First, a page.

Hyundai Motor, the nation’s top automaker, announced Monday that it would invest 2 trillion won ($1.8 billion) in raising its annual production capacity of commercial vehicles to 100,000 units ― a 54 percent increase from the current 65,000 units ― by 2020.
“About 80 percent of the investment will be allocated to research and development, while the remaining 20 percent will be spent on expansion of the commercial auto production line in Jeonju, North Jeolla Province,’’ the company said in a press statement.
The investment plan is expected to create about 1,000 jobs, which company officials said would contribute to vitalizing the local economy.
A Hyundai Motor Santa Cruz crossover truck concept vehicle is displayed during the 2015 Detroit motor show last month. (Bloomberg)
The automaker expects its mega-investment in the commercial auto sector to help it raise its global competitiveness in a sector where industry watchers forecast a 27 percent market expansion by 2020.
As of 2014, the global market share of Hyundai Motor in commercial vehicles stood at only 2.1 percent.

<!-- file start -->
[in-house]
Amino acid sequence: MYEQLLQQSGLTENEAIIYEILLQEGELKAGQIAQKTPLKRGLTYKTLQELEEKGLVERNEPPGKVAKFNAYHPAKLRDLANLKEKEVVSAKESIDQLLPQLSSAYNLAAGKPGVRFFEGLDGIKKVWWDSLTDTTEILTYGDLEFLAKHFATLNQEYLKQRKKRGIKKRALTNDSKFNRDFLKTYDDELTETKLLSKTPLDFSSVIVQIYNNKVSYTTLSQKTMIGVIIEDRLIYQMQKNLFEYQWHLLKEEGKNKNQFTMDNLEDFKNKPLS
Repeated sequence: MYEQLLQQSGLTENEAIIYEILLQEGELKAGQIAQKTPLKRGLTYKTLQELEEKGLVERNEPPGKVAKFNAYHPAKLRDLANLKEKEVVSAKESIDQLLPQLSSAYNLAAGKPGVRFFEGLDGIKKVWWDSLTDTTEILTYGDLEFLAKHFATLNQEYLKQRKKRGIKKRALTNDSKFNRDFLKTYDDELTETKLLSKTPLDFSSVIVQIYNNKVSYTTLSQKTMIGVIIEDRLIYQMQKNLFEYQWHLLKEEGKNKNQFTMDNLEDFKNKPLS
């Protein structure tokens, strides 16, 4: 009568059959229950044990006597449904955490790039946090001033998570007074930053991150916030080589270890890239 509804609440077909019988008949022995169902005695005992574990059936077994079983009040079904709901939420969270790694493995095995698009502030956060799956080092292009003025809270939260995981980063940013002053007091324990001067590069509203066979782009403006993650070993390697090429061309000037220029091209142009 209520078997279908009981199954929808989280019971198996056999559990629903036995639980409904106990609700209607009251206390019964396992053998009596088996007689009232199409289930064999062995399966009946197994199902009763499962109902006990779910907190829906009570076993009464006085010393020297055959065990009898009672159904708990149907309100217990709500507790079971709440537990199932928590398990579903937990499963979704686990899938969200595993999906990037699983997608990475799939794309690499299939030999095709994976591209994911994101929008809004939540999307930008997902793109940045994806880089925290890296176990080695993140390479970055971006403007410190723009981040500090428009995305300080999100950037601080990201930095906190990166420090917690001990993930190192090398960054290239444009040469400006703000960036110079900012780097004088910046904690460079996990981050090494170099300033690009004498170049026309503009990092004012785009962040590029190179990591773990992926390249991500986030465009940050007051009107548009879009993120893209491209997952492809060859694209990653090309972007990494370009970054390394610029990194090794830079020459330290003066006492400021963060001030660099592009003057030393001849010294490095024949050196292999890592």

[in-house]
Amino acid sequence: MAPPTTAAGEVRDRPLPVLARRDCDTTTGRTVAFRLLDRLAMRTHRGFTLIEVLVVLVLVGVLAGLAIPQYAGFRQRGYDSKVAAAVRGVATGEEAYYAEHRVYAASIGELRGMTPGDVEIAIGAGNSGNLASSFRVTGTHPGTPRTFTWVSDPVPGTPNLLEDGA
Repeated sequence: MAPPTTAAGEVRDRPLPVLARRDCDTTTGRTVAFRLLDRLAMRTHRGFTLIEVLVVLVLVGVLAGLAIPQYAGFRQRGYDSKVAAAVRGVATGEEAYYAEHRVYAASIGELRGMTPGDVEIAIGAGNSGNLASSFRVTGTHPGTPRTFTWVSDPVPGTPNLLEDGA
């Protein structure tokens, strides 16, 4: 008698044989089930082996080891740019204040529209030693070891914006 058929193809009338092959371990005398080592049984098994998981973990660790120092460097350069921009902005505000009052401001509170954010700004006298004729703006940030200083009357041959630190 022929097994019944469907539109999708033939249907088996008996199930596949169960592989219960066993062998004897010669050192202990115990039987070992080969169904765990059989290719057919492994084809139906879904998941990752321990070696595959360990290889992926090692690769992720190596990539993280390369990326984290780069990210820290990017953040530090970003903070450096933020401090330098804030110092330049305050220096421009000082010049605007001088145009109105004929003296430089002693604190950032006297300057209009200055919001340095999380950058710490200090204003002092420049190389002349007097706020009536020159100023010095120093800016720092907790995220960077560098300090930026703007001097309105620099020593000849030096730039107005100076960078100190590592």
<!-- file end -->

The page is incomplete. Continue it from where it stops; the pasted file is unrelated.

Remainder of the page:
“If the investment plan is realized as planned, the company’s Jeonju plant could grow into a global production mecca for commercial vehicles,’’ the carmaker said.
R&D efforts will be focused on the development of buses and trucks targeting not only emerging markets but also those of developed countries, the company said.
Some of the workforce at the R&D center for commercial cars in Jeonju will be relocated to Hyundai Motor’s hub R&D center in Namyangju, Gyeonggi Province, to produce a synergy effect in new product design.
To present the firm’ strong will to expand the commercial auto business, Hyundai Motor unveiled its Santa Cruz pickup truck concept car at the 2015 North American International Auto Show in Detroit, in January. The concept car gained global attention with its unique design ― an SUV-like front design and a pickup truck-like rear design.
Despite the investment plan, Hyundai Motor’s commercial auto business is likely to face tough competition from foreign makers due to tightening emission standards on diesel-powered commercial vehicles at home.
The Korean government raised the emission standard for large commercial cars to “Euro 6” in September, which has given the green light to European automakers that have prepared for the regulation ahead of Hyundai Motor.
By Seo Jee-yeon (email@example.com